Coronavirus Africa: Ivorian protesters burn and destroy the COVID-19 test center | World | New

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A health center under construction in the commercial capital of Côte d’Ivoire has been destroyed by protesters. The building, erected in the Yopugon district of Abidjan, was too close to people’s homes, residents said.

Videos on social networks show the demonstrators tearing the center apart with their bare hands.

They also smashed and destroyed building materials used to build what would have tested people suspected of coronavirus.

Some people even seemed to throw sticks into a truck.

The health ministry said the building was never designed to treat COVID-19 patients, only as a preliminary testing center.

Côte d’Ivoire, like many African countries, has relatively few confirmed cases of the virus.

Despite this, it imposed a lockdown in Abidjan in addition to a national curfew.

Health officials have urged people to wear masks to try to slow the spread of the virus.

The aggressive and hostile response to the screening center is similar to attitudes during the 2014 Ebola outbreaks in West and Central Africa.

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Dr. Tedros said the doctor was clearly a hangover from the “colonial mentality” and was visibly angry when he was questioned about the case during the WHO coronavirus briefing.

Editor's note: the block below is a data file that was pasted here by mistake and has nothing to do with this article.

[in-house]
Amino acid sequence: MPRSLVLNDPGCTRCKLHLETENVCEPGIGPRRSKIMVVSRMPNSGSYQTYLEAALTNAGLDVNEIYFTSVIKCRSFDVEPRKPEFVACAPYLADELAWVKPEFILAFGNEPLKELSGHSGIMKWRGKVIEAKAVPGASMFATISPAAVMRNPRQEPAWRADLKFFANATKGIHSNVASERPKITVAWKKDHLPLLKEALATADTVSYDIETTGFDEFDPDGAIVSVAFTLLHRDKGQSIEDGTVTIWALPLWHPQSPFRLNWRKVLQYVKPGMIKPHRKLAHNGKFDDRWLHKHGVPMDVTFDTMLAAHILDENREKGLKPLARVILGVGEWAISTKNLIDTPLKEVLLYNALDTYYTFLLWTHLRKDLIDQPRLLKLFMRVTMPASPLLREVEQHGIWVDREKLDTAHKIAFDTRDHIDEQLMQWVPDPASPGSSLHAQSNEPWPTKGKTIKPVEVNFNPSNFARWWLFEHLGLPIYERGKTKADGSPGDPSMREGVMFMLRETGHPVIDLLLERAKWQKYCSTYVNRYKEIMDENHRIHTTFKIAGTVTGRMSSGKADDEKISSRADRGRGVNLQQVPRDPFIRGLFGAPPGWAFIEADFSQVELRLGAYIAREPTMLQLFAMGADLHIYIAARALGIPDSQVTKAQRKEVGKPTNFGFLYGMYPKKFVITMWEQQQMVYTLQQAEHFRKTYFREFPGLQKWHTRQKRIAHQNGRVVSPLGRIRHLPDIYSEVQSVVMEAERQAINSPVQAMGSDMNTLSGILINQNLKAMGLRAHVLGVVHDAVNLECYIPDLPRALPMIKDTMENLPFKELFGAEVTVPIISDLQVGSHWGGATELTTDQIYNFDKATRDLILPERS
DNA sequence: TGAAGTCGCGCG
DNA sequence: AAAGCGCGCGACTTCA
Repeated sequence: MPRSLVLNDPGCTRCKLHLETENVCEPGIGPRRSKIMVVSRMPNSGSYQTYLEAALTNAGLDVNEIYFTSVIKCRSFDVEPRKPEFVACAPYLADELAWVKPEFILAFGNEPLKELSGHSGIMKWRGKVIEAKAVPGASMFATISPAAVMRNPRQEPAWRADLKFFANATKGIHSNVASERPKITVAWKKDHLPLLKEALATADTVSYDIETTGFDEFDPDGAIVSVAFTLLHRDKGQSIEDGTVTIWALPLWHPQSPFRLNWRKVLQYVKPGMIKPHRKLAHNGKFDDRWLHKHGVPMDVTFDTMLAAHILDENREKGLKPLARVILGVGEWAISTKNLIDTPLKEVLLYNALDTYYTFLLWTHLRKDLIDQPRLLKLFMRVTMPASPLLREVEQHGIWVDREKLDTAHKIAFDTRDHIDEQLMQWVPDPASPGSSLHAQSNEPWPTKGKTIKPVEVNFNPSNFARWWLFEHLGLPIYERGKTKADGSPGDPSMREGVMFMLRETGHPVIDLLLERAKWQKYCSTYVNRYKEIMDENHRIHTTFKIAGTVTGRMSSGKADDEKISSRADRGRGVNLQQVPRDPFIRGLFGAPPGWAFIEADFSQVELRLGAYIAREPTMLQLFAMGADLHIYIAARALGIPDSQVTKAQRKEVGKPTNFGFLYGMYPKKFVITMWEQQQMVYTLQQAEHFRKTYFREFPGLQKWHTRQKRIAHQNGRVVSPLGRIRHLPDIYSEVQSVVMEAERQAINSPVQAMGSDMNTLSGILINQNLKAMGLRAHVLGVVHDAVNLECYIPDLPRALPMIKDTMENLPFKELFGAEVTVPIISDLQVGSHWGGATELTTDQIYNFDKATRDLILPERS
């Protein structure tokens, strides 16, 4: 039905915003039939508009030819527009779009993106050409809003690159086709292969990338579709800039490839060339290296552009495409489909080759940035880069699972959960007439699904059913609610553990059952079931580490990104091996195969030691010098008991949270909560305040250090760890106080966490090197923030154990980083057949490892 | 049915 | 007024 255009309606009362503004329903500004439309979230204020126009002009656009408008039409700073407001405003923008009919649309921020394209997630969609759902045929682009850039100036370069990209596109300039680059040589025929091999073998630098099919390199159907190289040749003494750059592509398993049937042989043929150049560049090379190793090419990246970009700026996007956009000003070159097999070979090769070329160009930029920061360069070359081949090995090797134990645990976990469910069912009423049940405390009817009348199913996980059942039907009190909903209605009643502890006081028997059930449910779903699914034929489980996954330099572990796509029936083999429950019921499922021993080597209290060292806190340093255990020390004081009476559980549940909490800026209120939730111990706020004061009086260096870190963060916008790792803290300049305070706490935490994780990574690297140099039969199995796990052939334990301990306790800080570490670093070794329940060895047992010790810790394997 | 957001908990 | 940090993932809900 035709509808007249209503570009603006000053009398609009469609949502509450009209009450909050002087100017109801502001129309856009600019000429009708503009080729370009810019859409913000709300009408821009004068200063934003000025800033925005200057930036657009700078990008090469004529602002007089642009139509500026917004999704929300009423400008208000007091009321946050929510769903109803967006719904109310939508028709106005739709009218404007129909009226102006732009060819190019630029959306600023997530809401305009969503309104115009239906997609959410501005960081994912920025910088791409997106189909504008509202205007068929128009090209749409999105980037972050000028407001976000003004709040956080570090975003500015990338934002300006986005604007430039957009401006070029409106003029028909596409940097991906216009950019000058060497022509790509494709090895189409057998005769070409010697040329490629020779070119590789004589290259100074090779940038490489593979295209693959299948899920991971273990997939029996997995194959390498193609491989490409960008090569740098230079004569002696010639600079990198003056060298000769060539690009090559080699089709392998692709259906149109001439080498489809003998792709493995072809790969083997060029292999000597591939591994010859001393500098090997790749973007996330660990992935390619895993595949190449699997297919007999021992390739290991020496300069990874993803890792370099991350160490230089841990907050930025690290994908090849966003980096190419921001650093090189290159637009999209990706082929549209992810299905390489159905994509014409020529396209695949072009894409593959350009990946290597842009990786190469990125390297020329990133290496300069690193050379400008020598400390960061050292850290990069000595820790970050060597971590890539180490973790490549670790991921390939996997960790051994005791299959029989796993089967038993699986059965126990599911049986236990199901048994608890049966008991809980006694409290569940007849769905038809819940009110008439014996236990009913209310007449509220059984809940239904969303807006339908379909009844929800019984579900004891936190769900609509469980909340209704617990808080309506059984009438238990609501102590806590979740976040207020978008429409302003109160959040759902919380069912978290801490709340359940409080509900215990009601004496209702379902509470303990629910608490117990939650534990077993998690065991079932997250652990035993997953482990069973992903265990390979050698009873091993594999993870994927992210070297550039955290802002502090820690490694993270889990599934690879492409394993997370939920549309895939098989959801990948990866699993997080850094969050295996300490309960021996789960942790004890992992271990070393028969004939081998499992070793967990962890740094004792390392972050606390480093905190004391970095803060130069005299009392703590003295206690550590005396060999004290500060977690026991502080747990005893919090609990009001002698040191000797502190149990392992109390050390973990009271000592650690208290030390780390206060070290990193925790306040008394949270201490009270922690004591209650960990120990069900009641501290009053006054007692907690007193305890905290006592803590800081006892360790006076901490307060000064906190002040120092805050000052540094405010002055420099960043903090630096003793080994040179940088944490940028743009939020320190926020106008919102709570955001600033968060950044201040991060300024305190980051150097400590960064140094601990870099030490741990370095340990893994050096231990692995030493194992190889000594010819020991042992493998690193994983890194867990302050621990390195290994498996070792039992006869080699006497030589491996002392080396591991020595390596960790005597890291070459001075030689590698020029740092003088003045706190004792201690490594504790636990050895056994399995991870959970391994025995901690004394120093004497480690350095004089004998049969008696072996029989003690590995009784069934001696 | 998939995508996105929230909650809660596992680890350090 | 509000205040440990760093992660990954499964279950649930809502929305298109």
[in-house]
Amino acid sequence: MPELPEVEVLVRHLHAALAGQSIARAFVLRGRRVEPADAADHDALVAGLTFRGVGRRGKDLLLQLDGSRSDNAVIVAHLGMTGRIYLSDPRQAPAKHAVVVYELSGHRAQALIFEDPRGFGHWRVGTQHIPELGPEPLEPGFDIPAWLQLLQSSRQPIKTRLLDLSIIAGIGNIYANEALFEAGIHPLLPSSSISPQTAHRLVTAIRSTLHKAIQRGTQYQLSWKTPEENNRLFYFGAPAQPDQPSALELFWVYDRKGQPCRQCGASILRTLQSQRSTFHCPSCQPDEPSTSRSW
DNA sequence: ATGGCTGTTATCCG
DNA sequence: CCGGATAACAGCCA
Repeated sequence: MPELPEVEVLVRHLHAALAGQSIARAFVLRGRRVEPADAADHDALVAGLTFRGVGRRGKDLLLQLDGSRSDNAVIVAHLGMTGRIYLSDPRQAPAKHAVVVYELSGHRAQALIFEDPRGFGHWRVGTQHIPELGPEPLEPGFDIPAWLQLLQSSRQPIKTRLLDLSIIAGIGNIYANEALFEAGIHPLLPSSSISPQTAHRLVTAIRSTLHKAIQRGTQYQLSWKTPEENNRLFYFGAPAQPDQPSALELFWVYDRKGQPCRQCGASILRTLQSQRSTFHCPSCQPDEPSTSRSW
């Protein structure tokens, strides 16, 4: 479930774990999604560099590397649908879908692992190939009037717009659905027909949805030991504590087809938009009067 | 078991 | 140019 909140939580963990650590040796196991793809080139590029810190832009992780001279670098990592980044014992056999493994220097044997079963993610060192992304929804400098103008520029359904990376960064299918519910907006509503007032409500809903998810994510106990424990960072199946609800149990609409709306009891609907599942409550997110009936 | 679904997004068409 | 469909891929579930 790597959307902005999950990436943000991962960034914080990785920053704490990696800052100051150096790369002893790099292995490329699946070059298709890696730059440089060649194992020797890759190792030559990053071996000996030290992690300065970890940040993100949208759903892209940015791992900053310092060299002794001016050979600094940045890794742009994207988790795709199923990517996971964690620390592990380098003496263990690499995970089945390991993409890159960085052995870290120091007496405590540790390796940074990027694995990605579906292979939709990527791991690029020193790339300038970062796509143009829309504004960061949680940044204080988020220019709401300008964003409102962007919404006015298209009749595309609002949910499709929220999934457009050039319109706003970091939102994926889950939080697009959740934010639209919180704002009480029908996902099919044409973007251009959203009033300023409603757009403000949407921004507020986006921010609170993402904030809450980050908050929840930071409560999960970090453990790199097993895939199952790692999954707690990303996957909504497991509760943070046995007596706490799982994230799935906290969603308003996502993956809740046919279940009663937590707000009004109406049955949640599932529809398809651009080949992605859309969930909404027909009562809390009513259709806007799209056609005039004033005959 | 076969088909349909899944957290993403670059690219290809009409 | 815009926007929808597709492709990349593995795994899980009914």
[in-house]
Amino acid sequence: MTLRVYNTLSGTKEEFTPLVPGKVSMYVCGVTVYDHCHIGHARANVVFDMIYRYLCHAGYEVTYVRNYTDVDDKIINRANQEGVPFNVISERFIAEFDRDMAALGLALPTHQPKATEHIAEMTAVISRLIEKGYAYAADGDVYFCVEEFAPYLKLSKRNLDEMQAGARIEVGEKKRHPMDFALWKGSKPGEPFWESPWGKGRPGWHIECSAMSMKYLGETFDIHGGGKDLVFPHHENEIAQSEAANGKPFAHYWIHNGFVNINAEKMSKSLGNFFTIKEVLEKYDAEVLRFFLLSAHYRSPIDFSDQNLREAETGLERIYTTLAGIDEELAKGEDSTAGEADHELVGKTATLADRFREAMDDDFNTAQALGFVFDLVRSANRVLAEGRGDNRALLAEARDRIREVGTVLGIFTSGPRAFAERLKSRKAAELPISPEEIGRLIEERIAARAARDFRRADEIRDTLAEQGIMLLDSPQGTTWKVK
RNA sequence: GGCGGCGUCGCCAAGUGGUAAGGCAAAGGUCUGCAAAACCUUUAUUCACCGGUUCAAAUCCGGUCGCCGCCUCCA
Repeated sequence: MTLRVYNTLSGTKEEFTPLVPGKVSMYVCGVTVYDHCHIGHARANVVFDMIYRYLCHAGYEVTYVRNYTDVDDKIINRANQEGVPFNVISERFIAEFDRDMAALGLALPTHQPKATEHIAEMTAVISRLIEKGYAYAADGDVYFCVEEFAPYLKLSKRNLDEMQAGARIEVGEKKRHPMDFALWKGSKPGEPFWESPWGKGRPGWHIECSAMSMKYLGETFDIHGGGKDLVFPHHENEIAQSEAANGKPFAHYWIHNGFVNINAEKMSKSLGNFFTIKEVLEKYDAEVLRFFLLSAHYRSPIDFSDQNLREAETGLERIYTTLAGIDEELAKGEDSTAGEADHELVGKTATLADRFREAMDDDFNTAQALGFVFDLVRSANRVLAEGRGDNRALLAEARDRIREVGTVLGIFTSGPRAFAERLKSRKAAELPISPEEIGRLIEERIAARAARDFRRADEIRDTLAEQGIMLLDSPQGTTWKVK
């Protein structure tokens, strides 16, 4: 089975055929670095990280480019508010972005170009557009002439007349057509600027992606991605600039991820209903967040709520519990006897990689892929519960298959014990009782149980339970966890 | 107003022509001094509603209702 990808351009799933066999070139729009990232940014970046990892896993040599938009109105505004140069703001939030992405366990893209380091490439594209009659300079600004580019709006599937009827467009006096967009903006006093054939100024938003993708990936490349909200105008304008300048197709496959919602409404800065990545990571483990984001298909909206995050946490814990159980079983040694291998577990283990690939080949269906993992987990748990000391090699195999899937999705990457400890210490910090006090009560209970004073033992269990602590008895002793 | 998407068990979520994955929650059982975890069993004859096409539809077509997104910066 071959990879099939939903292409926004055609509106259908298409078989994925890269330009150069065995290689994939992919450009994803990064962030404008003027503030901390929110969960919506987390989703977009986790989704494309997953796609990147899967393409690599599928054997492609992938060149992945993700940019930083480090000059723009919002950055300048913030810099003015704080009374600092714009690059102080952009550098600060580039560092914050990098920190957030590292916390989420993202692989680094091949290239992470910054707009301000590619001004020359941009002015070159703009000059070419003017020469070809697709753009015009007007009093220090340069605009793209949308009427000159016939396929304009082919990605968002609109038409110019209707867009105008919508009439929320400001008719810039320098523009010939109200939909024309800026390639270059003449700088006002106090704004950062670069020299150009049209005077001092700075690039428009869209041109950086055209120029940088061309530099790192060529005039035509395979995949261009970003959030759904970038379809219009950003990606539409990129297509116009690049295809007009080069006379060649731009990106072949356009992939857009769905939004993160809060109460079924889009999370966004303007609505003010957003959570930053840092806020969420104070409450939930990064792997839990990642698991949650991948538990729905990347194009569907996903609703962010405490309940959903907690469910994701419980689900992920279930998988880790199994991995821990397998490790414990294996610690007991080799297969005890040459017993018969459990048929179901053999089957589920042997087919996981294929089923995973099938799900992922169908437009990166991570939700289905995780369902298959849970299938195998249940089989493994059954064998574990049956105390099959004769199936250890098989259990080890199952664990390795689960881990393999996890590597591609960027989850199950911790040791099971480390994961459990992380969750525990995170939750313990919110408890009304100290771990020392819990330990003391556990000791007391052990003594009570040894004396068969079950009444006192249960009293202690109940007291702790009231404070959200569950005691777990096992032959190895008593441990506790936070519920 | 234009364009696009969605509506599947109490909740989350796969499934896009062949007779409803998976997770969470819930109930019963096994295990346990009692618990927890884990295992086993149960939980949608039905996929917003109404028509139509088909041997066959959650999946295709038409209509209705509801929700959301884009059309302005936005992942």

He added, “It was a terrible shame to hear in the 21st century, to hear scientists, that kind of remark.

“We condemn this in the strongest possible terms, and we assure you that it will not happen. “

There are 9,867 confirmed cases in Africa, with 482 deaths, and 947 others have recovered.

Although the virus has not yet hit Africa as it has in other parts of the world, experts have warned that the continent is facing a complete economic collapse.

More than half of the 54 African countries have imposed restrictions, curfews, travel restrictions and other measures to catch the virus in its infancy.

South Africa, the most developed country in the region, has proven to be extremely effective in tracking the virus, setting up roadside testing centers and mobile medical units.

However, other less developed countries with existing poor infrastructure are likely to be more vulnerable.

“We have gone through a lot on the continent,” said Ahunna Eziakonwa, United Nations official, at the PA, regional director of the development program for Africa.

She added, “Ebola, yes, African governments have taken a hit, but we have never seen anything like it before.

“The African labor market is driven by imports and exports and, with the foreclosure around the world, it basically means that the economy is frozen in place.

“And with that, of course, all the jobs are gone. “

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